A CHANGE somewhat similar to that in the position of jealousy has taken place in the rôle of the Family during the progress of society into and through the period of civilisation. In the primitive human association the Family was large in extent, and in outline vague; the boundaries of kinship, in cases where the woman might have several husbands, or the husband several wives, were hard to trace; paternal feeling was little or not at all developed; and the whole institution rested on the maternal instinct of care for the young. In the middle societies of civilisation, and with monogamic arrangements, the Family grew exceedingly definite in form and circumscribed in extent. The growth of property and competition, and the cellular system of society, developed a kind of warfare between the units of which society was composed. These units were families. The essential communism and fraternity of society at large was dwarfed now and contracted into the limits of the family; and this institution acquired an extraordinary importance from the fact that it alone kept alive and showed in
miniature (intensified by the darkness and chaos and warfare outside) the sacred fire of human fraternity. So great was this importance in fact that the Holy Family became one of the central religious conceptions of the civilised period, and it was commonly thought that society owed its existence to the Family--instead of, as was the case, the truth being the reverse, namely that the Family was the condensation of the principle which had previously existed, though diffused and unconscious, throughout society.
The third and future stage is of course easy to see--that is, the expansion again of the conception of the family consciously into the fraternity and communism of all society. It is obvious that as this takes place the family will once more lose its definition of outline and merge more and more again with the larger social groups in which it is embedded--but not into the old barbaric society in which the conception of human fellowship lay diffused and only dimly auroral, but into the newer society in which it shall be clear and all-illuminating as the sun.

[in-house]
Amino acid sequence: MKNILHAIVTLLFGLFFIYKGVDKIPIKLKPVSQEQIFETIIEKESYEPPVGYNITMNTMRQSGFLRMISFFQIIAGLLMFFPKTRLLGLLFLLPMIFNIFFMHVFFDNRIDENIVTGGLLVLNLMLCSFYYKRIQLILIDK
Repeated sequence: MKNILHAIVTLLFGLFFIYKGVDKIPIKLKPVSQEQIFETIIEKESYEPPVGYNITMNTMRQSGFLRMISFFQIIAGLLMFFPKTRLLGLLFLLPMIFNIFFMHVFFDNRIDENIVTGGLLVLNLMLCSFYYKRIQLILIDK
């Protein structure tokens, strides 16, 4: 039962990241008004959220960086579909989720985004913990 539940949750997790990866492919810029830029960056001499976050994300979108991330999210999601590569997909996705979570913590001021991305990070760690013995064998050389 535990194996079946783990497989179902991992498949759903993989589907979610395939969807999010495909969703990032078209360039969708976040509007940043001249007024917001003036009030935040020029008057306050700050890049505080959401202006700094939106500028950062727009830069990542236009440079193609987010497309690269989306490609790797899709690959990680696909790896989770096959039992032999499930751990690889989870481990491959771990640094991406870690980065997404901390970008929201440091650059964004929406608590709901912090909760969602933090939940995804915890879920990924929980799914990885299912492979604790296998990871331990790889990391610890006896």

Thus the Family institution in its present form, and as far as that form may be said to be artificial, will doubtless pass away. Nevertheless there remains of course, and must remain, its natural or physiological basis--namely the actual physical
relation of the parents to each other and to the child. One perhaps of the most valuable results of the Monogamic family institution under civilisation has been the development of the paternal feeling for the child, which in primitive society was so weak. To-day the love of man and wife for each other is riveted, as it never was in ancient days, by the tender beauty of the child-face, in which each parent sees with strange emotion his own features blended with the features of his loved one--the actual realisation of that union which the lovers so desired, and which yet so often seemed to them after all not consummated. The little prolongation of oneself, carrying in its eyes the star-look of another's love, and descending a stranger into the world to face a destiny all its own, touches the most personal and mortal-close feelings (as well as perhaps the most impersonal) of the heart. And while to-day this sight often reconciles husband and wife to the legal chains which perforce hold them together, in a Free Society, we may hope, it will more often be the sign and seal of a love which neither requires nor allows any kind of mechanical bond.